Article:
3. In both continents, likewise, districts within and near the zone of the periodical rains are subject to an occasional intermission, and become rainless for considerable intervals, the drought inflicting terrible suffering upon man and beast. Mr Darwin speaks of the South American droughts being somewhat periodical, for upon comparing the dates of several, he found regular intervals of fifteen years between them. The

period included between the years 1827 and 1830 bears the name of the gran seco, or the great drought, in the state of Buenos Ayres; and on account of the light it throws on the cases where vast numbers of animals of all kinds have been found imbedded together, Mr. Darwin's record of it has great interest. "During this time," he remarks, "so little rain fell that the vegetation, even to the thistles, failed; the brooks were dried up, and the whole country assumed the appearance of a dusty high road. This was especially the case in the northern part of the province of Buenos Ayres and the southern part of St. Fé. Very great numbers of birds, wild animals, cattle, and horses perished from the want of food and water. A man told me that the deer used to come into his courtyard to the well, which he had been obliged to dig to supply his own family with water; and that the partridges had hardly strength to fly away when pursued." Captain Owen, in the account of his surveying voyage, relates a similar effect of drought on the elephants, at Benguela, on the west coast of Africa. They invaded the town in a body, to get possession of the wells, not being able to procure any water in the country. A desperate battle ensued between the inhabitants, amounting to nearly three thousand, and the animals. It terminated in the defeat of the latter, but not until they had killed one man, and maimed a great number. Dr. Malcolmson also states, that during a drought in India, the wild animals entered the tents of the troops at Ellore, and that a hare drank out of a vessel held by the adjutant of the regiment.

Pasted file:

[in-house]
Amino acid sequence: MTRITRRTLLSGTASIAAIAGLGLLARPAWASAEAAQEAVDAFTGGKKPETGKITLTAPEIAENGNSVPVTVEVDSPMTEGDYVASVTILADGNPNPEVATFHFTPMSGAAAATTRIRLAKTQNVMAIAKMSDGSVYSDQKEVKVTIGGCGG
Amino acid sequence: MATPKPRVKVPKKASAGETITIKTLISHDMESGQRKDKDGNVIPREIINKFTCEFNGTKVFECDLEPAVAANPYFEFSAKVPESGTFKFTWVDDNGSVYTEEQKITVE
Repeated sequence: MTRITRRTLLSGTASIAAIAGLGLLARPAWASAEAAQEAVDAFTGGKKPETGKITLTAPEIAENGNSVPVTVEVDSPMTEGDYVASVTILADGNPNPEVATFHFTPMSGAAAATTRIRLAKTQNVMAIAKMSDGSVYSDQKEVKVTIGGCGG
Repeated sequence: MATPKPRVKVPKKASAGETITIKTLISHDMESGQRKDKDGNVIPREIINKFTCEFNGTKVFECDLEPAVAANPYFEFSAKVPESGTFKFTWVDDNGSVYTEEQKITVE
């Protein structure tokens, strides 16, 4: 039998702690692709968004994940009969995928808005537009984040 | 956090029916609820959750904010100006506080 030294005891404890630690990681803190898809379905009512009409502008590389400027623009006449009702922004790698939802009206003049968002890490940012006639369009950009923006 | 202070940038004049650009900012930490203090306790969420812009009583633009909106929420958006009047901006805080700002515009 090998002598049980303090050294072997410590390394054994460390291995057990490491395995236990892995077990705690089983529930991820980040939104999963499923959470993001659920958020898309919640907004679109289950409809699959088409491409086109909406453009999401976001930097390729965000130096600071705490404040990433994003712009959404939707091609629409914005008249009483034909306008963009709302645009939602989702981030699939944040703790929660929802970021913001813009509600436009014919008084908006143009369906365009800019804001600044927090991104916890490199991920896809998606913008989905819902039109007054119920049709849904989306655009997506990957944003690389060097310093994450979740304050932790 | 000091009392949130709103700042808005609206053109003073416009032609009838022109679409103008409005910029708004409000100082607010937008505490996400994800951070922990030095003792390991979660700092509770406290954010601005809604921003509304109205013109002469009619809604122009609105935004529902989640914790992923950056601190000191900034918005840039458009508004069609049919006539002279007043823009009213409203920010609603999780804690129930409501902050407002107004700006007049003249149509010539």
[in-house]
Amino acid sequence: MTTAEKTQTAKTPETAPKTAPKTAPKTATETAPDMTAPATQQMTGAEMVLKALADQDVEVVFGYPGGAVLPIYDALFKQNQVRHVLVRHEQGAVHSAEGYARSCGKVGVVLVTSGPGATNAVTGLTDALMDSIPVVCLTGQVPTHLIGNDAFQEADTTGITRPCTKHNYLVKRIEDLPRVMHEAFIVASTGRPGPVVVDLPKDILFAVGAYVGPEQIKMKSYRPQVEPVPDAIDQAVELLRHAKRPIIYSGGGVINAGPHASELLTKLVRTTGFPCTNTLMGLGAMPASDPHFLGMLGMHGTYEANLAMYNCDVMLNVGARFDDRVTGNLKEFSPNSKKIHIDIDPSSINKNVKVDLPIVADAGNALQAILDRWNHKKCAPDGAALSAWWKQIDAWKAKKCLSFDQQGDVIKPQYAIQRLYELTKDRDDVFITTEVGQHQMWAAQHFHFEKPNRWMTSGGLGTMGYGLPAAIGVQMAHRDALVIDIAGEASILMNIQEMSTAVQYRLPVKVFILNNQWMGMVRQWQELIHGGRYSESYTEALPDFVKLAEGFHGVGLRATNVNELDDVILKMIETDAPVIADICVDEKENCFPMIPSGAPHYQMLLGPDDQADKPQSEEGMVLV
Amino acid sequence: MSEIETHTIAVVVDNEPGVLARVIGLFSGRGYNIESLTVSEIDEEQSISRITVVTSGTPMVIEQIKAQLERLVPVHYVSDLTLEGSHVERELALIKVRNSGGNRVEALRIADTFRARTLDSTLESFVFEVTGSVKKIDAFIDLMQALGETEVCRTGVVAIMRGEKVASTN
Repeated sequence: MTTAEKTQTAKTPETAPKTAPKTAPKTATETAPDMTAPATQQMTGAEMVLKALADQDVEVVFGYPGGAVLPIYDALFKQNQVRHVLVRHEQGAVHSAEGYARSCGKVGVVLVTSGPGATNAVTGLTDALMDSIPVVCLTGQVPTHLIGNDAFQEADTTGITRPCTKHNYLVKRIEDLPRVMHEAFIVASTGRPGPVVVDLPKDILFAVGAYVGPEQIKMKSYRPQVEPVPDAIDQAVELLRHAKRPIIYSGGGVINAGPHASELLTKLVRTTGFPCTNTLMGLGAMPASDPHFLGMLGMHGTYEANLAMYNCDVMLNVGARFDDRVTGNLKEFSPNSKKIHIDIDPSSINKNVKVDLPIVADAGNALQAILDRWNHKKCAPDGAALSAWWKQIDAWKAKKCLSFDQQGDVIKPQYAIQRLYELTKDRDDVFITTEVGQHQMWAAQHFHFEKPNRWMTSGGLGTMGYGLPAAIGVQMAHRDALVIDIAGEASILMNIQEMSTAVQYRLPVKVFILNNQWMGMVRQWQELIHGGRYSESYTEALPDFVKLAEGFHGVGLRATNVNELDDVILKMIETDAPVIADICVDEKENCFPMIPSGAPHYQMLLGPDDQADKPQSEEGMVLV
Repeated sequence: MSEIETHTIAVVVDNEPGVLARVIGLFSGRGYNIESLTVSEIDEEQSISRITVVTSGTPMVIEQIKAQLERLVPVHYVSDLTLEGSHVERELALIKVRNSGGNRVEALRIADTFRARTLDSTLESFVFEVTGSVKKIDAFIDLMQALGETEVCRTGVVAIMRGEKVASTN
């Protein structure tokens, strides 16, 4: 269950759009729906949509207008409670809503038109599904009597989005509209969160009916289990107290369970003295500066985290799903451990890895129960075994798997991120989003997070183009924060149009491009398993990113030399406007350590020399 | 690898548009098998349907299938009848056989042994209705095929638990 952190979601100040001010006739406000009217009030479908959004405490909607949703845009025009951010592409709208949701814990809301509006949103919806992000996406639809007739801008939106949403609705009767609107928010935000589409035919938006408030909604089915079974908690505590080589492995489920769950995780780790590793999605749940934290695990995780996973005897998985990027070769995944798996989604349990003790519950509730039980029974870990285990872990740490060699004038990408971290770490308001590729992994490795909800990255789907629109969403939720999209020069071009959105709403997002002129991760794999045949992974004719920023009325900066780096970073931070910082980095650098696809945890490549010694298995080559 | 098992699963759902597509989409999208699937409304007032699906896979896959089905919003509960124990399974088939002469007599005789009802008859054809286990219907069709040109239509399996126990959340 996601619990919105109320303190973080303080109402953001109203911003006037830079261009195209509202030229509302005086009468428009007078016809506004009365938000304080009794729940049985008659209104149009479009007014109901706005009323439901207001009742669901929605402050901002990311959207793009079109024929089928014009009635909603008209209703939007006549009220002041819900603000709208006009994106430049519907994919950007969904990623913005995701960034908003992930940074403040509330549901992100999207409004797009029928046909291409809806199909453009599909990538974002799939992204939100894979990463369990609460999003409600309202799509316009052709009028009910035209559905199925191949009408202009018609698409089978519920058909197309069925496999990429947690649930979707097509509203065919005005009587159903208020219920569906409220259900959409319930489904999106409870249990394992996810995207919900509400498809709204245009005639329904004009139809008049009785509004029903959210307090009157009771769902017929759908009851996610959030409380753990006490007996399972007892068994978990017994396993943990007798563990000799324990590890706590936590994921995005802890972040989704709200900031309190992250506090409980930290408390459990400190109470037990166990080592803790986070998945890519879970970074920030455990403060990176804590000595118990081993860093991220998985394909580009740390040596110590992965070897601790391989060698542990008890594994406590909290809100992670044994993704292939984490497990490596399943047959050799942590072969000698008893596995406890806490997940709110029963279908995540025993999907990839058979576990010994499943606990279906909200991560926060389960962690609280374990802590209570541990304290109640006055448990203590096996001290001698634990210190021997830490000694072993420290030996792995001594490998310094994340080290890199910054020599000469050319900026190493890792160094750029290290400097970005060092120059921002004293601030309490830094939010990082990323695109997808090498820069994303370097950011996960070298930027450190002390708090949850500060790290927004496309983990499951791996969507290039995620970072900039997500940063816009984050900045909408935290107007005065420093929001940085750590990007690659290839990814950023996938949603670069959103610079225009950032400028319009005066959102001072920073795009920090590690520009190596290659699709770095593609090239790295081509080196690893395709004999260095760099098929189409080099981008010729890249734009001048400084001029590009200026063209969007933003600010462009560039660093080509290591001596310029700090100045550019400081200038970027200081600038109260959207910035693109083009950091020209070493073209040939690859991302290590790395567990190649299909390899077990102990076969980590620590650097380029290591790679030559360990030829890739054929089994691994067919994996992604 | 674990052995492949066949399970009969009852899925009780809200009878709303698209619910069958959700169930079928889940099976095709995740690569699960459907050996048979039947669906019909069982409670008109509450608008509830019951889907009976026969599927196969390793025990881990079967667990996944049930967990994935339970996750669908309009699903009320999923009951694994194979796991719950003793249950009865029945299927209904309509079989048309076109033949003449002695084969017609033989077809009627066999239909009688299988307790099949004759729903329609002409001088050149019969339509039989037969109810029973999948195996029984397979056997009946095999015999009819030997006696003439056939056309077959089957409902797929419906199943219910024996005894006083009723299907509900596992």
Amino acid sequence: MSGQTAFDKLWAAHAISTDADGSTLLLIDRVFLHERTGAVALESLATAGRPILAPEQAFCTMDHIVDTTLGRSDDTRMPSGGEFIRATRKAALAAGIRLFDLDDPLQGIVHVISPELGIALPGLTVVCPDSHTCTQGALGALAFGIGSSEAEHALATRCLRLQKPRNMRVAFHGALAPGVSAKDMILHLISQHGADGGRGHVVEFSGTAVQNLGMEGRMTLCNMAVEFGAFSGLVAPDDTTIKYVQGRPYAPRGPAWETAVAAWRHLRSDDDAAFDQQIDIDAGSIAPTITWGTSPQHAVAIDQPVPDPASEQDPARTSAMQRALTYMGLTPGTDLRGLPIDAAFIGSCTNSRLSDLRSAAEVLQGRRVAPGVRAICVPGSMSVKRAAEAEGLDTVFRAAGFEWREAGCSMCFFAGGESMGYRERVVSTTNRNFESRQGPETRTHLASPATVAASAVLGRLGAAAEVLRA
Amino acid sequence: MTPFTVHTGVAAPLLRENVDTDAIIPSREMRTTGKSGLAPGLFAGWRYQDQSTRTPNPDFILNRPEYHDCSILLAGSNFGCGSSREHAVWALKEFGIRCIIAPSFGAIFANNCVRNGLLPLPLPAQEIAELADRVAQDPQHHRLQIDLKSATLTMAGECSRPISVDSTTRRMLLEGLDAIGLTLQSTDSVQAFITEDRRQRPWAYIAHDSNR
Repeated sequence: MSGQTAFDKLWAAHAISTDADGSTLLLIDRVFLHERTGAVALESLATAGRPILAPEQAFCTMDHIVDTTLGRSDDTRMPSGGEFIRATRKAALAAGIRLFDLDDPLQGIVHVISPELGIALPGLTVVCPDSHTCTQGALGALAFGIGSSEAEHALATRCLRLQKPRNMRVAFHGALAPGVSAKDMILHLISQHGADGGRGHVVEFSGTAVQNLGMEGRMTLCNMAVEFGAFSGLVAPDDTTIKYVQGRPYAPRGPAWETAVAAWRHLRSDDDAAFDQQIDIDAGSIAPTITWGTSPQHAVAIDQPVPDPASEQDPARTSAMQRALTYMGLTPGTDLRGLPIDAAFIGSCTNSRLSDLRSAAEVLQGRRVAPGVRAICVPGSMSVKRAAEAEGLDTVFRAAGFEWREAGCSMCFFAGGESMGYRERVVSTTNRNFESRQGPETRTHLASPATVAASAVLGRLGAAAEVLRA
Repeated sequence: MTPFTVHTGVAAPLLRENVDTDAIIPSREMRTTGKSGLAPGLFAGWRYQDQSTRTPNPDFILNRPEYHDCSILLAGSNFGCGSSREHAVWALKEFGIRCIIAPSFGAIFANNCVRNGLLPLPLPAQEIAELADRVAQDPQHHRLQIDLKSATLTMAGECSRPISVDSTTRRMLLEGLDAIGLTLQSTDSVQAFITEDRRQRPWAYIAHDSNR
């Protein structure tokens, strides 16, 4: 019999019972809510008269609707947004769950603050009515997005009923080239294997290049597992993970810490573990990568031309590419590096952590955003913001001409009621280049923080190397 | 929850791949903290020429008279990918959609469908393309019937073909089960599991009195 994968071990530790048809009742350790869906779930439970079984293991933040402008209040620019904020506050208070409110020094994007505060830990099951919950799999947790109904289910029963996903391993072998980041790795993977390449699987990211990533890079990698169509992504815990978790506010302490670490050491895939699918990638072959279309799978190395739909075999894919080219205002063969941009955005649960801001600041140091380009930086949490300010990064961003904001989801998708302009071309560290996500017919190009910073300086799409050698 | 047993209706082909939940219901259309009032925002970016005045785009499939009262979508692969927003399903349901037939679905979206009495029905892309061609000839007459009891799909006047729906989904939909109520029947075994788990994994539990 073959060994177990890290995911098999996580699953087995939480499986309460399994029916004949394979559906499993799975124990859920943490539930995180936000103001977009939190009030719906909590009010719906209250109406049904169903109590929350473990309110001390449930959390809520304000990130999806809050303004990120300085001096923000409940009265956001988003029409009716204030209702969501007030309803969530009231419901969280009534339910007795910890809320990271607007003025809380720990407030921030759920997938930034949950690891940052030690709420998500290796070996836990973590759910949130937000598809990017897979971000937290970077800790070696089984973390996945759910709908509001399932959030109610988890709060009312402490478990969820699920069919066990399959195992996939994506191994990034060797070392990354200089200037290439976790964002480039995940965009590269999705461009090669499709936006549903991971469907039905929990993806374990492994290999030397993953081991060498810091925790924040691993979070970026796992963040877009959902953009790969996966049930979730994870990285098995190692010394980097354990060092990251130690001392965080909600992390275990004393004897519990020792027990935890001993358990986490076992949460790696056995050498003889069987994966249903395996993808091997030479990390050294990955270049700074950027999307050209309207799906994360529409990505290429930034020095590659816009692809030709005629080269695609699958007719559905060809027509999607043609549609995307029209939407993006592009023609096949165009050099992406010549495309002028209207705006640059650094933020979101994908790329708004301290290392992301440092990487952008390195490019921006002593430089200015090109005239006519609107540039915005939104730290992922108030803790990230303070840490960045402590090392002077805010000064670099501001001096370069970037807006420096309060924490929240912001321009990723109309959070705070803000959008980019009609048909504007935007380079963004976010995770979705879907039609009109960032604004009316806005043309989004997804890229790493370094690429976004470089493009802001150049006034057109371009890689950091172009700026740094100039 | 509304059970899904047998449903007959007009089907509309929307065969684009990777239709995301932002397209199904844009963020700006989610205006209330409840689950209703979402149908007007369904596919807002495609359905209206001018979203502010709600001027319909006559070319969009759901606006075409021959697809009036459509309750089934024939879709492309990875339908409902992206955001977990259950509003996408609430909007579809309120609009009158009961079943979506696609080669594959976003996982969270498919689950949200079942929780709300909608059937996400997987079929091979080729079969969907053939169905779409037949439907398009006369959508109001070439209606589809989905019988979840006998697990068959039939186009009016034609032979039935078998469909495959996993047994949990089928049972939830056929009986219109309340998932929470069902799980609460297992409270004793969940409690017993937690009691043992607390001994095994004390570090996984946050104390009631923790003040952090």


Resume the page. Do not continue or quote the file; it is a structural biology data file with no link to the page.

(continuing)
"The lowest estimation of the loss of cattle in the province of Buenos Ayres alone, was taken at one million head. A proprietor at San Pedro had previously to these years 20,000 cattle; at the end not one remained. San Pedro is situated in the middle of the finest country; and even now abounds again with animals; yet during the latter part of the gran seco, live cattle were brought in vessels for the consumption of the inhabitants. The animals roused from their estancias, and wandering far southward, were mingled together in such multitudes, that a government commission was sent from Buenos Ayres to settle the disputes of the owners. Sir Woodbine Parish informed me of another and very curious source of dispute; the ground being so long dry, such quantities of dust were blown about, that in this open country the landmarks became obliterated, and people could not tell the limits of their estates. I was informed by an eye-witness that the cattle in herds of thousands rushed into the Parana, and being exhausted by hunger, they were unable to crawl up the muddy banks, and thus were drowned. The arm of the river which runs by San Pedro was so full of putrid carcasses, that the master of a vessel told me that the smell rendered it quite impassable. Without doubt several hundred thousand animals thus perished in the river; their bodies when putrid were seen floating down the stream; and many in all probability were deposited in the estuary of the Plata. All the small rivers became highly saline, and this caused the death of vast numbers in particular spots; for when an animal drinks of such water it does not recover. Azara describes the fury of the wild horses on a similar occasion, rushing into the marshes, those which arrived first being overwhelmed and crushed by those which followed. He adds, that more than once he has seen the carcasses of upwards of a thousand wild horses thus destroyed. I noticed that the smaller streams in the Pampas were paved with a breccia of bones, but this probably is the effect of a gradual increase, rather than of the destruction at any one period. Subsequently to the drought of 1827 to 1832, a very rainy season followed, which caused great floods. Hence it is almost certain that some thousands of the skeletons were buried by the deposits of the very next year. What would be the opinion of a geologist, viewing such an enormous collection of bones, of all kinds of animals and of all ages, thus embedded in one thick earthy mass? Would he not attribute it to a flood having swept over the surface of the land, rather than to the common order of things?"